Whatever oppo the RCs throw up will be a mere prelude the minority groups’ hue and cry once they figure out whom these programs will disproportionately affect.

  5. Susan says:

    I recently read about a survey done by a woman at the Harvard Medical School, who studied 1500 (I think that was the number) teenaged girls who’d become pregnant outside of marriage. None of them, as far as I can gather, had used contraception, and in fact either actively planned to get pregnant or didn’t care if they did. So I wonder to what extent the offer of free contraception will work. In my state, a lot of these programs have been in place for a while, and it really doesn’t seem to have lowered the out-of-wedlock birthrate appreciably.

  6. Don Kenner says:

    I like the sentiment of the posting, but I have to agree with Susan. If you think such give-a-ways will have a real effect on the underclass, then you have a view of the underclass (or human nature in general) that is much more optimistic than mine.

    Too bad for the Bishops; they can’t say the obvious: “It won’t work! They’ll breed anyway!” Having idealized and mythologized the poor to the point where every down-and-out is a Saint in the making, who’s holiness is cut short by the callousness of the suburbs (or the grinding wheel of Satanic capitalism), they are severely limited in what they can argue. Oh well; boldly stating the truth was not a big thing for them, anyway.

  7. Lon Newman says:

    Thinking about access to routine preventive primary health care (including reproductive health care)has changed over the last generation. Advocates must emphasize that family planning is voluntary and that women are able to determine for themselves whether and when to have children. Secondly, empowering women economically and educationally has resulted in men and women CHOOSING to have smaller families. We (environmental advocates and health care providers) have changed from “Population Control” as a frame, to “population stabilization” and voluntary access to reproductive health care. The savings in health care achieved by preventing unintended pregnancies and the improvements in maternal and child health are incontrovertible. A good-faith approach to the ‘controversy’ requires people to be alert to judgment-laden terms like “unwed – illegitimate – eugenicists” and on and on . . . the central point is that women must be informed, empowered, and enabled to make family planning decisions and to receive the health care they want and need. The outcomes, while they certainly are seen as threatening to the moral and political authority of several institutions, are positive by nearly every objective measure.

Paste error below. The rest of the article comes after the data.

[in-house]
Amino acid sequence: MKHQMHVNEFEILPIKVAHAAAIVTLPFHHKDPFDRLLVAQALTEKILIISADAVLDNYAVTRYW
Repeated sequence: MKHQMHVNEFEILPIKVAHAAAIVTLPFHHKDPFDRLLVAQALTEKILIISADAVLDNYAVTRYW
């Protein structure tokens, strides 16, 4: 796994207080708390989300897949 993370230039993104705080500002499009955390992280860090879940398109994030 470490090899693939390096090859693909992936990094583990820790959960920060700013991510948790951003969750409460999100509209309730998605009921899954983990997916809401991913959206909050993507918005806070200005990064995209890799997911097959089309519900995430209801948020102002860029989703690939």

8. cynthia curran says:

    Well, liberal dems have been giving free contraception for years and actually teen pregancy rates have not dropped much and adult non-martial situations increase. And this is not among women with good income. The state still ends up supporting a lot of kids more to single families. In fact, the growth of the hispanic population in the US which has a higher illegalimate rate than whites and asians still means a lot of people buy for someone elses kid. Changed immirgation or the moviation to immirgate to the us from Mexico and Latin Countries. The teen children of illegal immirgants and legal immirgants have a higher birthrate at the teen years than white teens.

  9. Lon Newman says:

    “liberal dems”
    “free contraception”
    “teen pregnancy rates haven’t dropped much”
    “buy for someone else’s kid”
    “teen birth rate among illegal immigrants”

    There’s too much ‘stuff’ most of it not quite correct — thrown in for me to try to make a rational response, Cynthia. Most of these comments are irrelevant to the Medicaid family planning expansion – which is not available to undocumented residents. If you’re making an argument that it should be, because the unintended pregnancy rate is high among the population that is being denied access to reproductive health care, and those births are paid by taxpayers and the new citizen is eligible for health care, it is a very good argument . . . but i don’t think that’s what you’re trying to say.